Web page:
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30 January 2007


IBM and Intel both announce high-k gate dielectric transistors

Both IBM and Intel have separately announced that they have developed transistors that use a high-dielectric-constant (high-k) gate oxide layer.

For more than 40 years, ICs have been based on silicon complementary metal-oxide semiconductor (CMOS) transistor technology incorporating a silicon dioxide (SiO2) dielectric layer that insulates the transistor’s conducting channel from the gate electrode (which switches the current flow in the channel on and off). Shrinking the transistors’ dimensions (including the thickness of the gate dielectric layer) has enabled the industry to continue the progression defined by Moore's Law (a doubling every 12-18 months of the number of transistors on a chip, and hence chip performance and function).

However, using the established materials and transistor design, the thickness of the silicon dioxide gate dielectric layer is down to as little as 1.2nm thick (equal to five atomic layers) in Intel’s 65nm process technology. The shrinking leads to increased current leakage through the gate dielectric (causing wastage of electric current and unnecessary heating), recognized as one of the most formidable technical challenges facing Moore’s Law.

For its 45nm transistor technology, Intel replaced the silicon dioxide with a hafnium-based high-k gate dielectric material (deposited using atomic layer deposition). This allows the use of a thicker layer with the same electrical capacitance, reducing current leakage more than 10-fold compared to using silicon dioxide.

However, the high-k gate dielectric is not compatible with existing polysilicon gate electrodes, causing two fundamental problems: threshold voltage pinning (Fermi level pinning) and phonon scattering, which both cause lower transistor performance. Intel has therefore also developed a transistor gate electrode that uses a new combination of unspecified metal materials that are compatible with hafnium (using different combinations for the complementary NMOS and PMOS transistors in CMOS).

Intel claims to be first to implement a combination of high-k gate dielectric and metal gates in 45nm process technology. “The implementation of high-k and metal materials marks the biggest change in transistor technology since the introduction of polysilicon gate MOS transistors in the late 1960s,” says co-founder Gordon Moore.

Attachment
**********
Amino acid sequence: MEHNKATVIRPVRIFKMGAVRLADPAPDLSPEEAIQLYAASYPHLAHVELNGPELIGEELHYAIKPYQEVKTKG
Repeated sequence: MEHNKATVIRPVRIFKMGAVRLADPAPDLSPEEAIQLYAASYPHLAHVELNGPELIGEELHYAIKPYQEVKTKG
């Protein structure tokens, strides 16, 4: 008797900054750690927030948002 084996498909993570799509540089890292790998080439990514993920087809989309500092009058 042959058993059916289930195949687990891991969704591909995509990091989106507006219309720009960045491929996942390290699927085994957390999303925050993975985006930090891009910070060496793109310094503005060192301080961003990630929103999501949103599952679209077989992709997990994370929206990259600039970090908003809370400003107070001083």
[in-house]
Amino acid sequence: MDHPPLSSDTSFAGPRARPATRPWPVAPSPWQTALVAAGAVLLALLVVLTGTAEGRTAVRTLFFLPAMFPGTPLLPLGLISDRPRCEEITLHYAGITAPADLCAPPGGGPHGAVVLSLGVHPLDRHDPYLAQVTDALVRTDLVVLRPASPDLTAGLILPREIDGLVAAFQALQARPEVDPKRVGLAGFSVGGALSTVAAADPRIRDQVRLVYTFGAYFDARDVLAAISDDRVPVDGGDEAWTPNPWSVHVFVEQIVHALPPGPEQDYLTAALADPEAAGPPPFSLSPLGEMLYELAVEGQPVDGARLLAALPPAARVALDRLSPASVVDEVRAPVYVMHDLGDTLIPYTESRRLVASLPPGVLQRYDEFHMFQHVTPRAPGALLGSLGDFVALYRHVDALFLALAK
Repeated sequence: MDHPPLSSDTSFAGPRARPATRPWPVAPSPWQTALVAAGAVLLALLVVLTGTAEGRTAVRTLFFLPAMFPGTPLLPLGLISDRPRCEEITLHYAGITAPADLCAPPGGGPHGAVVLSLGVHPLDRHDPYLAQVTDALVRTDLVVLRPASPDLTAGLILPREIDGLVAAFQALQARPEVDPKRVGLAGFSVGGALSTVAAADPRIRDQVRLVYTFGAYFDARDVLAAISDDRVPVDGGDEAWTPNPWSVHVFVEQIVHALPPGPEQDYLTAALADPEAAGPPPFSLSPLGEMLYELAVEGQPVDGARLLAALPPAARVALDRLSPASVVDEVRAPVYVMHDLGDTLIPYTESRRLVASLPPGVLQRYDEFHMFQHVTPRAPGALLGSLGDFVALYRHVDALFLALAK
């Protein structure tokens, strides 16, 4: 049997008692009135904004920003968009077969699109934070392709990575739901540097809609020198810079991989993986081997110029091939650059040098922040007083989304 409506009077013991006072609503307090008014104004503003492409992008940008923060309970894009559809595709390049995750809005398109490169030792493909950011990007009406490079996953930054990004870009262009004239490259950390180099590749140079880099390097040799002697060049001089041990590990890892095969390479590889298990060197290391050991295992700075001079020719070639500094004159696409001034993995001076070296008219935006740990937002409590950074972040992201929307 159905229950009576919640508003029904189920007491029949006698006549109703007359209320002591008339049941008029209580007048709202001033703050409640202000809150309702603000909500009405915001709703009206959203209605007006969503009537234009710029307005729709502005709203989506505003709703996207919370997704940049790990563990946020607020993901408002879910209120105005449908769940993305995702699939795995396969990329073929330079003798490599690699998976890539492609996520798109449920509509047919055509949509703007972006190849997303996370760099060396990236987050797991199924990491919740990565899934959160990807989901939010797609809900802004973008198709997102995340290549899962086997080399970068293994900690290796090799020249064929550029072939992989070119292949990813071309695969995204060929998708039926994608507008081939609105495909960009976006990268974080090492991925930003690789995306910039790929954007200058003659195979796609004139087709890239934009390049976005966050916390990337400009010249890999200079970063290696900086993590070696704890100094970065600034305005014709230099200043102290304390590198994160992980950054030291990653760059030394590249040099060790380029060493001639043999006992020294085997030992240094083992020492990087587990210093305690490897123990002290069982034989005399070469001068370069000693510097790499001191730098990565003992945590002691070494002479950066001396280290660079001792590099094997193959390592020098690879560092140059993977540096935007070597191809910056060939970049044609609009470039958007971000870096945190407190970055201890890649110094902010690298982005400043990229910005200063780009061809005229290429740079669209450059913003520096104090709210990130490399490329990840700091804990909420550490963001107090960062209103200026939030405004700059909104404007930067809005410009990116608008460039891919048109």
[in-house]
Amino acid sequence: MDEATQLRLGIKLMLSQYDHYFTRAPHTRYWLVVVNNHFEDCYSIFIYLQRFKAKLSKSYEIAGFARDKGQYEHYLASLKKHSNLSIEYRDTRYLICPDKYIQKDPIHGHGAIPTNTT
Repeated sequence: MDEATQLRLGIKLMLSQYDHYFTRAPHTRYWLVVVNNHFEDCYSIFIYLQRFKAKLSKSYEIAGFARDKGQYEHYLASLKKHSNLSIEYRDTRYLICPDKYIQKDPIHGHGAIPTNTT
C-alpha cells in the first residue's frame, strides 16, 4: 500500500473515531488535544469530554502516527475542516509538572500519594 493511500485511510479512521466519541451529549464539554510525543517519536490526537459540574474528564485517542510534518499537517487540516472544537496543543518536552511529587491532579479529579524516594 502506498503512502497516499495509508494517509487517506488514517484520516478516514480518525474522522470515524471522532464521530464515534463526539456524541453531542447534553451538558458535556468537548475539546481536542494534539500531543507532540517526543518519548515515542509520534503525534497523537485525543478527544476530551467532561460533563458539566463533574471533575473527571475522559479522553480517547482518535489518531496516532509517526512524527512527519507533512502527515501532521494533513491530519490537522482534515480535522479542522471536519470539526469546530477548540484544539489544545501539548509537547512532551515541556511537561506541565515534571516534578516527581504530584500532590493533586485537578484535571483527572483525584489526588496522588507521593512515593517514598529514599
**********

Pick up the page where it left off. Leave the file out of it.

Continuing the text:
Intel claims that the combination of the high-k gate dielectric with the metal gate for its 45nm process technology provides more than a 20% increase in drive current (or higher transistor performance) while conversely reducing source-drain current leakage more than five-fold, improving the energy efficiency of the transistor. “Our implementation of novel high-k and metal gate transistors for our 45nm process technology will help Intel deliver even faster, more energy-efficient multi-core products that build upon our successful Intel Core 2 and Xeon family of processors, and extend Moore’s Law well into the next decade,” claims senior fellow Mark Bohr.

Intel already has five early-version 45nm processors working (targeted at five different computer market segments), running Windows1, Vista1, Mac OS X1, Windows1 XP and Linux operating systems, as well as various applications. These are the first of 15 planned 45nm processors (codenamed ‘Penryn’) across desktop, mobile, workstation and enterprise segments. Intel plans to put its new transistors in the next-generation family of Intel Core 2 Duo, Intel Core 2 Quad and Xeon multi-core processors. The firm says it remains on track for 45nm production in second-half 2007.

Picture: Intel's 45nm high-k plus metal gate transistor stack.

Meanwhile, working with AMD and its other development partners Sony and Toshiba, IBM also says it has substituted silicon dioxide with “a new, higher-k gate dielectric material” that provides superior electrical properties, enhancing the transistor's function while allowing its size to be shrunk beyond existing limits. This clears a path toward chip circuitry that is smaller, faster and more power-efficient than previously thought possible, the firm adds.

“Until now, the chip industry was facing a major roadblock in terms of how far we could push current technology,” says Dr T.C. Chen, vice president of Science and Technology, IBM Research. "After more than 10 years of effort, we now have a way forward,” adds Chen. The development should ensure the future of CMOS-based logic using silicon-based transistors and Moore’s Law well into the next decade, the firm reckons.

IBM adds that the technology can be incorporated into existing chip manufacturing lines with minimal changes to tooling and processes, making it economically viable. The firm has already inserted the technology into its manufacturing line in East Fishkill, NY and will apply it to products with chip circuits as small as 45nm starting in 2008.

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